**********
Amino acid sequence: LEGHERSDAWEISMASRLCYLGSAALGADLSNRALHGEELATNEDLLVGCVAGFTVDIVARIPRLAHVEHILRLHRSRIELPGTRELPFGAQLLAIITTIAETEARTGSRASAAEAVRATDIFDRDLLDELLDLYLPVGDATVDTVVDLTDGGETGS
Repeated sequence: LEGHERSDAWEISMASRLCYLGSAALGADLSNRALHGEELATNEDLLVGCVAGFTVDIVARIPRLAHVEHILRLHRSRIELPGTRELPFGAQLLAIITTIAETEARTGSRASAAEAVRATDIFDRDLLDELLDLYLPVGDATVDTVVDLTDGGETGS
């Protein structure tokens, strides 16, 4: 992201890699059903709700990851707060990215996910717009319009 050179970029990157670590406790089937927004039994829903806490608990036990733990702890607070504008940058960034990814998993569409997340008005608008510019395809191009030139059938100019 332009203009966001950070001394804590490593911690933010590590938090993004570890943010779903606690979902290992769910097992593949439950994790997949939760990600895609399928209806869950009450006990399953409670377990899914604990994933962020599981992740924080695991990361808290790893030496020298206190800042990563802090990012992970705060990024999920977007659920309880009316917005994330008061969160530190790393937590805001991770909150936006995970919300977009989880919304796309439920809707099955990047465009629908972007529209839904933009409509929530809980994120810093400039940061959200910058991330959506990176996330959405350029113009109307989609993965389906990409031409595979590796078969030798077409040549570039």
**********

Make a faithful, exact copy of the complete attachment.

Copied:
Amino acid sequence: LEGHERSDAWEISMASRLCYLGSAALGADLSNRALHGEELATNEDLLVGCVAGFTVDIVARIPRLAHVEHILRLHRSRIELPGTRELPFGAQLLAIITTIAETEARTGSRASAAEAVRATDIFDRDLLDELLDLYLPVGDATVDTVVDLTDGGETGS
Repeated sequence: LEGHERSDAWEISMASRLCYLGSAALGADLSNRALHGEELATNEDLLVGCVAGFTVDIVARIPRLAHVEHILRLHRSRIELPGTRELPFGAQLLAIITTIAETEARTGSRASAAEAVRATDIFDRDLLDELLDLYLPVGDATVDTVVDLTDGGETGS
């Protein structure tokens, strides 16, 4: 992201890699059903709700990851707060990215996910717009319009 050179970029990157670590406790089937927004039994829903806490608990036990733990702890607070504008940058960034990814998993569409997340008005608008510019395809191009030139059938100019 332009203009966001950070001394804590490593911690933010590590938090993004570890943010779903606690979902290992769910097992593949439950994790997949939760990600895609399928209806869950009450006990399953409670377990899914604990994933962020599981992740924080695991990361808290790893030496020298206190800042990563802090990012992970705060990024999920977007659920309880009316917005994330008061969160530190790393937590805001991770909150936006995970919300977009989880919304796309439920809707099955990047465009629908972007529209839904933009409509929530809980994120810093400039940061959200910058991330959506990176996330959405350029113009109307989609993965389906990409031409595979590796078969030798077409040549570039």